FIG. 5 is a stacked plot display of the background subtracted x-ray diffraction patterns of carbamazepine (a), starch (h) and mixtures containing different weight fractions of carbamazepine and starch. The weight fraction of carbamazepine in the mixtures are: 0.85 (b), 0.75 (c), 0.60 (d), 0.50 (e), 0.40 (f) and 0.25 (g).

FIG. 6 is a plot of the relative intensities of the sum of 24 lines, identified in Table 1, of carbamazepine as a function of the weight fraction of carbamazepine in mixtures of carbamazepine and starch. The line is based on theoretical values while the data points are experimental measurements. Error bars (shown wherever larger than the symbols denoting the points) indicate standard deviation (n=3).

FIG. 7 is a plot of the relative intensities of the sum of 8 lines of lithium carbonate as a function of: ##EQU1## The line is based on theoretical values while the data points are experimental measurements.

FIG. 8 is a plot of the relative intensities of the sum of 15 lines of carbamazepine as a function of: ##EQU2## The line is based on theoretical values while the data points are experimental measurements.

FIG. 9 is a plot of the relative intensities of the sum of 24 lines of carbamazepine as a function of: ##EQU3## The line is based on theoretical values while the data points are experimental measurements.

DETAILED DESCRIPTION OF THE INVENTION EQUIPMENT

X-ray diffractometer devices are commercially available and may be easily adapted for use by modifying the sample holders thereof to hold the tablet form of interest. A tablet sample may be retained in place in a conventional holder by means of a small amount of molding clay or the like in the bottom of a sample holder cup. A suitable x-ray diffractometer is a Siemens (Model D500) wide angle x-ray diffractometer. Preferably the equipment is provided with software which permits automatic subtraction of the background counts for each peak so that a correction of the measured photon intensity for background counts at each line does not need to be performed manually.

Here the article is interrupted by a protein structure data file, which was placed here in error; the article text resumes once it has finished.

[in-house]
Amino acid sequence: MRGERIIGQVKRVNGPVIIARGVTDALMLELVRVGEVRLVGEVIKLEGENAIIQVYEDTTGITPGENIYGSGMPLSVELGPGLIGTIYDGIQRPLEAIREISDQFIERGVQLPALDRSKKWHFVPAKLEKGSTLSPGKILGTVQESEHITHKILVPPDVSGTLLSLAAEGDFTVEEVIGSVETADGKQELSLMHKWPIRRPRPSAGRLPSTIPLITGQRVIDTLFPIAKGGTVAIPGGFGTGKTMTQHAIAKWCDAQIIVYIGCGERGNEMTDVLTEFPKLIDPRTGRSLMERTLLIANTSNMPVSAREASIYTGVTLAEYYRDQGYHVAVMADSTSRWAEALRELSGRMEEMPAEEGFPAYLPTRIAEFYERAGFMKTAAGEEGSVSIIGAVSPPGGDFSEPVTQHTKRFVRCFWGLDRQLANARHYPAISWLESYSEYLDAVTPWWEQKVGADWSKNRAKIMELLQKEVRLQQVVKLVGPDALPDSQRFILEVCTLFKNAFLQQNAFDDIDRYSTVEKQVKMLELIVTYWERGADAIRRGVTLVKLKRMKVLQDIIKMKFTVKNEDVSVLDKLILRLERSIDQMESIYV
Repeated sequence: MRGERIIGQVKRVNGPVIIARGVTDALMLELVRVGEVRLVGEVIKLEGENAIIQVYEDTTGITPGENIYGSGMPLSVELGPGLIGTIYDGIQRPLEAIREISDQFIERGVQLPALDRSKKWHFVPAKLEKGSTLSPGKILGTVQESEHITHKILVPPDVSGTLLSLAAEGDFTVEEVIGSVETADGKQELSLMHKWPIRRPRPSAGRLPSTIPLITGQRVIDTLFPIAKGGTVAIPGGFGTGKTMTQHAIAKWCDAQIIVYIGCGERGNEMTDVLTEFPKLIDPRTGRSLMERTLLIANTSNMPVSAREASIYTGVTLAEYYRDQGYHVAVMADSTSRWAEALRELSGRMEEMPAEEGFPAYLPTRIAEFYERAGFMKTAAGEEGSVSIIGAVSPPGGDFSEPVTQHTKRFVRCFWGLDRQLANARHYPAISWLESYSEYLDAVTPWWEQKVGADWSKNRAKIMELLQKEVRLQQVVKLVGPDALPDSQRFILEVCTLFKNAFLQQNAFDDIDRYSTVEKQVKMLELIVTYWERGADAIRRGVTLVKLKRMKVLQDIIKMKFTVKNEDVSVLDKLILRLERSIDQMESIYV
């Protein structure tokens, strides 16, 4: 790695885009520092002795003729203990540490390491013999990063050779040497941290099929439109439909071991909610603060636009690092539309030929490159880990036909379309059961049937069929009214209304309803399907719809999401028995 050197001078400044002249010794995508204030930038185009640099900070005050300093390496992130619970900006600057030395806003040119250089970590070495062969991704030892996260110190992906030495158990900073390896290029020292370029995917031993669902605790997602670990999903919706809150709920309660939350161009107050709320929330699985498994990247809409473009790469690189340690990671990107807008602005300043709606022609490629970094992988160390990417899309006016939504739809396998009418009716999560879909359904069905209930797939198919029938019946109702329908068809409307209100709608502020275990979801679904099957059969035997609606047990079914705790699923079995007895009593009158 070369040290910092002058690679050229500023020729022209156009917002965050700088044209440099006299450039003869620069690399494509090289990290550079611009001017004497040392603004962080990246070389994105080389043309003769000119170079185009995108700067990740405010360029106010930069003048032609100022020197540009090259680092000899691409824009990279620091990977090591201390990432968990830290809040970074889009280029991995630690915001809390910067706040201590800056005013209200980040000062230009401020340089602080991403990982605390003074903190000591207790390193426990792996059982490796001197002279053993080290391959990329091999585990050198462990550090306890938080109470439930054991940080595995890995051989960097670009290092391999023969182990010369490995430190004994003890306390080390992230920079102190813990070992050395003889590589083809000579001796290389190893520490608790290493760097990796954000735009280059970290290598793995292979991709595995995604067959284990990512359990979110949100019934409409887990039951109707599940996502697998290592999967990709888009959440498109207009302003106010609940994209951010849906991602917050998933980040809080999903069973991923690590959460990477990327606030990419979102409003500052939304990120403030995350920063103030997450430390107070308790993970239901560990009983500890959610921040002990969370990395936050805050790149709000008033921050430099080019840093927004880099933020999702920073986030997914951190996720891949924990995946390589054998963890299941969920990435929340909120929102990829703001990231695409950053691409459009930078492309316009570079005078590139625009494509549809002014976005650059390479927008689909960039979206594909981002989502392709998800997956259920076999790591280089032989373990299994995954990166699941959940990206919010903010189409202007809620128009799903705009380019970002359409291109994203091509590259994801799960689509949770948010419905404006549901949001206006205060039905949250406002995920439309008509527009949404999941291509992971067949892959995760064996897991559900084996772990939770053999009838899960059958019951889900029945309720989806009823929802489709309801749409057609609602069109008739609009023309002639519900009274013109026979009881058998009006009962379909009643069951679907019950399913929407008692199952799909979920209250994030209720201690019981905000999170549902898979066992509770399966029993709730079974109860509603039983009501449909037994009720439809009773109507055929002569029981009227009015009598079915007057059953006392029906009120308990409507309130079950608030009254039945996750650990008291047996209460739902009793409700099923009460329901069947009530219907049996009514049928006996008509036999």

THEORY

The theory underlying the analytical technique which has now been found applicable to tablet samples is described in detail by the previously mentioned references of Alexander & Klug, incorporated herein by reference. In the simple case of a two component mixture, component is considered the unknown and component 2 is designated the matrix (or excipient). The integrated intensity of line i of component 1 in a powder mixture is given as: ##EQU4## where K is a constant x1 and η1 are the weight fraction and density of 1 respectively and μ1 * and μ2 * are respectively the mass absorption coefficients of 1 and 2.

The line i of component 1 should be so chosen that in the 2θ range where this peak occurs, the matrix should not exhibit any diffraction peaks. The intensity of peak i of a sample consisting of only 1, (I11)0, is given as: ##EQU5## Division of (1) by (2) yields: ##EQU6## μ1 * and U2 * can be calculated from the chemical formulae of 1 and 2, respectively. It is then possible to calculate the intensity ratio, I11 /(I11)0 as a function of x1 This ratio can also be experimentally obtained. The intensity of the peak i of a sample consisting of only 1 is determined [(I11)0 ]. This is followed by the determination of the intensity of the same peak in mixtures containing different weight fractions of 1 and 2 This enables the experimental intensity ratio, I11 /(I11)0, to be obtained as a function of x1. If the experimental system satisfies the assumptions based on which the above equations were derived, a good agreement between the calculated and experimental intensity ratios can be expected.